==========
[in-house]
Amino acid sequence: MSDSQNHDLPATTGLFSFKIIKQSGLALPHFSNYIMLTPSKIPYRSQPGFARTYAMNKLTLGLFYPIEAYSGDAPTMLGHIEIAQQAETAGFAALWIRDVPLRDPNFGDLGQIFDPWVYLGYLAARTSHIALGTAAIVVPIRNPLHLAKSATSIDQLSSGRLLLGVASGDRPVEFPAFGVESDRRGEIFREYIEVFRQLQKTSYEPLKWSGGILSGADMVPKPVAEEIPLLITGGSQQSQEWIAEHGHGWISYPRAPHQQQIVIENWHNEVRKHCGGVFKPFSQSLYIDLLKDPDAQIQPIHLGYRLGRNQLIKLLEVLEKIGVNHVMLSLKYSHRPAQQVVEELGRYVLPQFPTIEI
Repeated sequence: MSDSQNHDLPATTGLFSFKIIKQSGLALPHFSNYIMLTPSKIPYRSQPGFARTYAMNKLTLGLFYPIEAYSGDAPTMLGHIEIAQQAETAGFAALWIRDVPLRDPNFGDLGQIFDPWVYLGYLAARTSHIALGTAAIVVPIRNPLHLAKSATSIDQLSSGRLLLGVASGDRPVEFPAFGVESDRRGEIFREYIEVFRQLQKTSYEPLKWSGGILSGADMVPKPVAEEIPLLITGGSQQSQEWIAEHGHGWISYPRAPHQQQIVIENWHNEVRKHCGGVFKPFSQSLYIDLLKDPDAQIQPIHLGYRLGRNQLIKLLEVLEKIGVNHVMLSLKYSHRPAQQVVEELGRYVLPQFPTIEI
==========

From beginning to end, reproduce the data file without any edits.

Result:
[in-house]
Amino acid sequence: MSDSQNHDLPATTGLFSFKIIKQSGLALPHFSNYIMLTPSKIPYRSQPGFARTYAMNKLTLGLFYPIEAYSGDAPTMLGHIEIAQQAETAGFAALWIRDVPLRDPNFGDLGQIFDPWVYLGYLAARTSHIALGTAAIVVPIRNPLHLAKSATSIDQLSSGRLLLGVASGDRPVEFPAFGVESDRRGEIFREYIEVFRQLQKTSYEPLKWSGGILSGADMVPKPVAEEIPLLITGGSQQSQEWIAEHGHGWISYPRAPHQQQIVIENWHNEVRKHCGGVFKPFSQSLYIDLLKDPDAQIQPIHLGYRLGRNQLIKLLEVLEKIGVNHVMLSLKYSHRPAQQVVEELGRYVLPQFPTIEI
Repeated sequence: MSDSQNHDLPATTGLFSFKIIKQSGLALPHFSNYIMLTPSKIPYRSQPGFARTYAMNKLTLGLFYPIEAYSGDAPTMLGHIEIAQQAETAGFAALWIRDVPLRDPNFGDLGQIFDPWVYLGYLAARTSHIALGTAAIVVPIRNPLHLAKSATSIDQLSSGRLLLGVASGDRPVEFPAFGVESDRRGEIFREYIEVFRQLQKTSYEPLKWSGGILSGADMVPKPVAEEIPLLITGGSQQSQEWIAEHGHGWISYPRAPHQQQIVIENWHNEVRKHCGGVFKPFSQSLYIDLLKDPDAQIQPIHLGYRLGRNQLIKLLEVLEKIGVNHVMLSLKYSHRPAQQVVEELGRYVLPQFPTIEI